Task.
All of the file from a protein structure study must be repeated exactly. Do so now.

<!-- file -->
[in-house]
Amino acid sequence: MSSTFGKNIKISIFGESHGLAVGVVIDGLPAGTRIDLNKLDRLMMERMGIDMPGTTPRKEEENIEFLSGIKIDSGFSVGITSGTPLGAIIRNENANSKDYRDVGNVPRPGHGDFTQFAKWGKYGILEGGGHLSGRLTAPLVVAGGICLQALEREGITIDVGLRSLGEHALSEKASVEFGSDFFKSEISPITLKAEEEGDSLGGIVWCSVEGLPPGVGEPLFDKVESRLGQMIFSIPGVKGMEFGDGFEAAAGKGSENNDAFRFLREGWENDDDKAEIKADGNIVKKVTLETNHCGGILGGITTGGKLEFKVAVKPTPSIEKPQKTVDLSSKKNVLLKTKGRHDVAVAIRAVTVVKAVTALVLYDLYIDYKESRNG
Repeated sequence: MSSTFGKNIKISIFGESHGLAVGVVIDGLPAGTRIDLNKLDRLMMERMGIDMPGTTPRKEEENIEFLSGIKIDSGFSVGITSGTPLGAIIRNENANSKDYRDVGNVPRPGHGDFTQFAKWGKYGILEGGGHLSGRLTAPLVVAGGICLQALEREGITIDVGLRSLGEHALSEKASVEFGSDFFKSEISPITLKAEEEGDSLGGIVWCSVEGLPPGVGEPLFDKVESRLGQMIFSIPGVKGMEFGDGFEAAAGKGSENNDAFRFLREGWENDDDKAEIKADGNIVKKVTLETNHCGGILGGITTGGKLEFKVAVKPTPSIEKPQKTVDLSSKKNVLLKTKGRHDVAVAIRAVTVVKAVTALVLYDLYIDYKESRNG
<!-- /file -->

[in-house]
Amino acid sequence: MSSTFGKNIKISIFGESHGLAVGVVIDGLPAGTRIDLNKLDRLMMERMGIDMPGTTPRKEEENIEFLSGIKIDSGFSVGITSGTPLGAIIRNENANSKDYRDVGNVPRPGHGDFTQFAKWGKYGILEGGGHLSGRLTAPLVVAGGICLQALEREGITIDVGLRSLGEHALSEKASVEFGSDFFKSEISPITLKAEEEGDSLGGIVWCSVEGLPPGVGEPLFDKVESRLGQMIFSIPGVKGMEFGDGFEAAAGKGSENNDAFRFLREGWENDDDKAEIKADGNIVKKVTLETNHCGGILGGITTGGKLEFKVAVKPTPSIEKPQKTVDLSSKKNVLLKTKGRHDVAVAIRAVTVVKAVTALVLYDLYIDYKESRNG
Repeated sequence: MSSTFGKNIKISIFGESHGLAVGVVIDGLPAGTRIDLNKLDRLMMERMGIDMPGTTPRKEEENIEFLSGIKIDSGFSVGITSGTPLGAIIRNENANSKDYRDVGNVPRPGHGDFTQFAKWGKYGILEGGGHLSGRLTAPLVVAGGICLQALEREGITIDVGLRSLGEHALSEKASVEFGSDFFKSEISPITLKAEEEGDSLGGIVWCSVEGLPPGVGEPLFDKVESRLGQMIFSIPGVKGMEFGDGFEAAAGKGSENNDAFRFLREGWENDDDKAEIKADGNIVKKVTLETNHCGGILGGITTGGKLEFKVAVKPTPSIEKPQKTVDLSSKKNVLLKTKGRHDVAVAIRAVTVVKAVTALVLYDLYIDYKESRNG